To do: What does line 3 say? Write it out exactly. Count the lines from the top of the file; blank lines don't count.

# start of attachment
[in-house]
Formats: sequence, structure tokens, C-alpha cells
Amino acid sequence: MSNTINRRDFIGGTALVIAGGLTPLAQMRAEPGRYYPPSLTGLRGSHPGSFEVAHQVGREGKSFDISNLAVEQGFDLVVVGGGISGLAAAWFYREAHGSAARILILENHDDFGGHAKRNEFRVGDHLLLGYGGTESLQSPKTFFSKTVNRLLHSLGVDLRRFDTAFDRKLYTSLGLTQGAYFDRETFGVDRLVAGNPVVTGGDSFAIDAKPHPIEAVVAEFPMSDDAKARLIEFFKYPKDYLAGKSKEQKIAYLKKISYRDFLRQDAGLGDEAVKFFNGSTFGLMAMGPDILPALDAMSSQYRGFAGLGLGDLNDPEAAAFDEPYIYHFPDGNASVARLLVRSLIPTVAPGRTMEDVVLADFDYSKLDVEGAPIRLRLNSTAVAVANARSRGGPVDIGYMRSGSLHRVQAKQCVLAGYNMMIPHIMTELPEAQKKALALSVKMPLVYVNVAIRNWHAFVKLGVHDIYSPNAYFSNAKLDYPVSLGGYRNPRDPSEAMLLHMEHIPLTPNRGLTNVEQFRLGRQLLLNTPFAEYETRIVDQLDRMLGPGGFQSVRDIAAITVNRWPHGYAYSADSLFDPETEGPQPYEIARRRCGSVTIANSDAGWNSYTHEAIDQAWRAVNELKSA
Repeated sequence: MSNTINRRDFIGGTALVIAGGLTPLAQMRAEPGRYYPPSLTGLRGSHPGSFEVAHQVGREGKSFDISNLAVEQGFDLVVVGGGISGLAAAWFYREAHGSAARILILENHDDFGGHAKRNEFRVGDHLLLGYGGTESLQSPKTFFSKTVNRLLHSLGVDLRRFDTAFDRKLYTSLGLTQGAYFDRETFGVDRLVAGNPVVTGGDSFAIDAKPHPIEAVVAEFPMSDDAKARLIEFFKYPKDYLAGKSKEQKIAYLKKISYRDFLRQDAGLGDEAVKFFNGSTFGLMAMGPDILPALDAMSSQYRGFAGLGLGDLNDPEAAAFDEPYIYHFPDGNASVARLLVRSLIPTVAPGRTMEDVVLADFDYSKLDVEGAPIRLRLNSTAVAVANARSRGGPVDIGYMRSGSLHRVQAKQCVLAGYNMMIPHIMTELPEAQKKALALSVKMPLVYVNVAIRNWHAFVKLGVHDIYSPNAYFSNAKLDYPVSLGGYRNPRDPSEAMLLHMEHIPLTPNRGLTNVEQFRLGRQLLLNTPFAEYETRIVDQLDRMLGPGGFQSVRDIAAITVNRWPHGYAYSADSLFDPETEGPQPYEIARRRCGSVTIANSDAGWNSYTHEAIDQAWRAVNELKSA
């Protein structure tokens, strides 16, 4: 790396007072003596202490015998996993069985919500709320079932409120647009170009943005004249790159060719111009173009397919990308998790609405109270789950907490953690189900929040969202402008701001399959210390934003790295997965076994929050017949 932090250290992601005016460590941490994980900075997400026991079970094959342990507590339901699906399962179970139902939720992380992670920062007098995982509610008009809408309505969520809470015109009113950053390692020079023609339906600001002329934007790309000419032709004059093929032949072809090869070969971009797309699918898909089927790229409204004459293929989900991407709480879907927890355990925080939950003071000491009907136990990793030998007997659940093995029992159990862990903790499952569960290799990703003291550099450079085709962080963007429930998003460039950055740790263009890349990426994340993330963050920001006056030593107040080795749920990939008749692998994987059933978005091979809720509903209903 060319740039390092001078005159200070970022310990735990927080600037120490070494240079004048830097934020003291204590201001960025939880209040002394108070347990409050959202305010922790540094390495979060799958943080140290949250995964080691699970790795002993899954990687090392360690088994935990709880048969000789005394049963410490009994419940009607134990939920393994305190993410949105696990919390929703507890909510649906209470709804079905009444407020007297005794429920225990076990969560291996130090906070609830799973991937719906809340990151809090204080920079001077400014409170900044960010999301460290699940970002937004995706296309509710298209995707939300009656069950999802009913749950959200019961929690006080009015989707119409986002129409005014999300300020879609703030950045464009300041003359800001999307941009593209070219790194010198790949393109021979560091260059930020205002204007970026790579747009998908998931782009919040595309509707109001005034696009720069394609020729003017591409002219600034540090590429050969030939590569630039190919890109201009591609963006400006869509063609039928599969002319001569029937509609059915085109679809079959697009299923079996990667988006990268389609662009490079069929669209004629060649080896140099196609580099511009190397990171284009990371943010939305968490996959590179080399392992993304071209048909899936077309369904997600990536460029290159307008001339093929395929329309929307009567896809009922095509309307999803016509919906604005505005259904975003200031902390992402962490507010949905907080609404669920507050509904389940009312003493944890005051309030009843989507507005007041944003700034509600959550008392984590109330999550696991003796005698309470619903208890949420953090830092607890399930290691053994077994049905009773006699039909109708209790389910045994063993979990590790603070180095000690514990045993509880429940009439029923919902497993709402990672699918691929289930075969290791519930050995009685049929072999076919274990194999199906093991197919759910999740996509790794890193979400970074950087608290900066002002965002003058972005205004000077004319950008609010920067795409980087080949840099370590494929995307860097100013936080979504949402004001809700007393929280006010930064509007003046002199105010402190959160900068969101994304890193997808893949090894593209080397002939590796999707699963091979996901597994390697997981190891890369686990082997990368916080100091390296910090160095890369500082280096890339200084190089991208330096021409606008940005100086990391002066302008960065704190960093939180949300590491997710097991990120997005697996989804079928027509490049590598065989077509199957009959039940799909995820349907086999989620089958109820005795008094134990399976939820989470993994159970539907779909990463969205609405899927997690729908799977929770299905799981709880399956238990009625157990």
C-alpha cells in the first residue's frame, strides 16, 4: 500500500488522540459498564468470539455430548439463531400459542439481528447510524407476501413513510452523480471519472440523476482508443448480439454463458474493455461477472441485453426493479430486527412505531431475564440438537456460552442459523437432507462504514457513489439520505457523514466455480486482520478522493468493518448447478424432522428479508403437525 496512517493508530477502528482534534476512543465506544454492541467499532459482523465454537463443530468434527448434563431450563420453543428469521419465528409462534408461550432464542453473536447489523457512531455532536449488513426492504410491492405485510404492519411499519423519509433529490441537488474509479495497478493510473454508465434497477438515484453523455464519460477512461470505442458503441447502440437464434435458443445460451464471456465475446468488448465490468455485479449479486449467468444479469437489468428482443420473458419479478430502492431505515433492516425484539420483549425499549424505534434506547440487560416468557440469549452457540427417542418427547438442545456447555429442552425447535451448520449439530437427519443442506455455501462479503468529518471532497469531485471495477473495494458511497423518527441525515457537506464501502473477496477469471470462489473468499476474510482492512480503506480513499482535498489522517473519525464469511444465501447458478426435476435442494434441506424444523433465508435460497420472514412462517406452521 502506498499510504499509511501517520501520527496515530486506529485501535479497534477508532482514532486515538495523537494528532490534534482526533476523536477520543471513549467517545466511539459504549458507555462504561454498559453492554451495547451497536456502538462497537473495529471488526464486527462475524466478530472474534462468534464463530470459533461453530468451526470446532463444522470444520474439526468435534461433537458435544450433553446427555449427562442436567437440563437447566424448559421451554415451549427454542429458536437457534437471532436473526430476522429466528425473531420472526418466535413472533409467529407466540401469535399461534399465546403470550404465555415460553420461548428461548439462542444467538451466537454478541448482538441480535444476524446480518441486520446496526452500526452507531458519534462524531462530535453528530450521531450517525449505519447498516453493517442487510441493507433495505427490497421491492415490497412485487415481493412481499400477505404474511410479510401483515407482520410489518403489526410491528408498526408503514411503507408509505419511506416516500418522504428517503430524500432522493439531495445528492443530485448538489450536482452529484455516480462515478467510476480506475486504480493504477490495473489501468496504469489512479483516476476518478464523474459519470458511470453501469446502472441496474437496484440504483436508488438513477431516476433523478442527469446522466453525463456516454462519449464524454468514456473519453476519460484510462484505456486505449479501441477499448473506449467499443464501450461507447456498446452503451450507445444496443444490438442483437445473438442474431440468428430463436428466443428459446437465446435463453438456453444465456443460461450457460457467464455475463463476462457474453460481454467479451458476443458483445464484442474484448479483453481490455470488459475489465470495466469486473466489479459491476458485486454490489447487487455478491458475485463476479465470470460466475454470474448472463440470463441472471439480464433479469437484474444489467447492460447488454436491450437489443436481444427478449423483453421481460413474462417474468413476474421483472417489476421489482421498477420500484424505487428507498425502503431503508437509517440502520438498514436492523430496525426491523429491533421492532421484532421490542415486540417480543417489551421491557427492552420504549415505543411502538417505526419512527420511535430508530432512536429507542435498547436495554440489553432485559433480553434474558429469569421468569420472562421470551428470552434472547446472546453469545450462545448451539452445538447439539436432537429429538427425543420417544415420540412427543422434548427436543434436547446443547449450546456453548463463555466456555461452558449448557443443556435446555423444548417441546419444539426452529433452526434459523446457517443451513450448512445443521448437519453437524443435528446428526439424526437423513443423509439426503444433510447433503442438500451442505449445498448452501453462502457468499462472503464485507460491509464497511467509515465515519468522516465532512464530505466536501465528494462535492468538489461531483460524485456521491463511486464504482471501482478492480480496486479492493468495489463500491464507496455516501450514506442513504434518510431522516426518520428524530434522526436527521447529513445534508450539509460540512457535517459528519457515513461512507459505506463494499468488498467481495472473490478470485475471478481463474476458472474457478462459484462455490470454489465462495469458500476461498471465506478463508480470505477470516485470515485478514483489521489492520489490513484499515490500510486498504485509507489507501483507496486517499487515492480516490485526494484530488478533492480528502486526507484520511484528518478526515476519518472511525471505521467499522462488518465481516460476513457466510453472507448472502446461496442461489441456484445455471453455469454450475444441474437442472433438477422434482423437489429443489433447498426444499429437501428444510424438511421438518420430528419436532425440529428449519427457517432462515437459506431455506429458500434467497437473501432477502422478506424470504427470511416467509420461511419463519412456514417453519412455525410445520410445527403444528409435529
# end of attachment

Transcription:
Amino acid sequence: MSNTINRRDFIGGTALVIAGGLTPLAQMRAEPGRYYPPSLTGLRGSHPGSFEVAHQVGREGKSFDISNLAVEQGFDLVVVGGGISGLAAAWFYREAHGSAARILILENHDDFGGHAKRNEFRVGDHLLLGYGGTESLQSPKTFFSKTVNRLLHSLGVDLRRFDTAFDRKLYTSLGLTQGAYFDRETFGVDRLVAGNPVVTGGDSFAIDAKPHPIEAVVAEFPMSDDAKARLIEFFKYPKDYLAGKSKEQKIAYLKKISYRDFLRQDAGLGDEAVKFFNGSTFGLMAMGPDILPALDAMSSQYRGFAGLGLGDLNDPEAAAFDEPYIYHFPDGNASVARLLVRSLIPTVAPGRTMEDVVLADFDYSKLDVEGAPIRLRLNSTAVAVANARSRGGPVDIGYMRSGSLHRVQAKQCVLAGYNMMIPHIMTELPEAQKKALALSVKMPLVYVNVAIRNWHAFVKLGVHDIYSPNAYFSNAKLDYPVSLGGYRNPRDPSEAMLLHMEHIPLTPNRGLTNVEQFRLGRQLLLNTPFAEYETRIVDQLDRMLGPGGFQSVRDIAAITVNRWPHGYAYSADSLFDPETEGPQPYEIARRRCGSVTIANSDAGWNSYTHEAIDQAWRAVNELKSA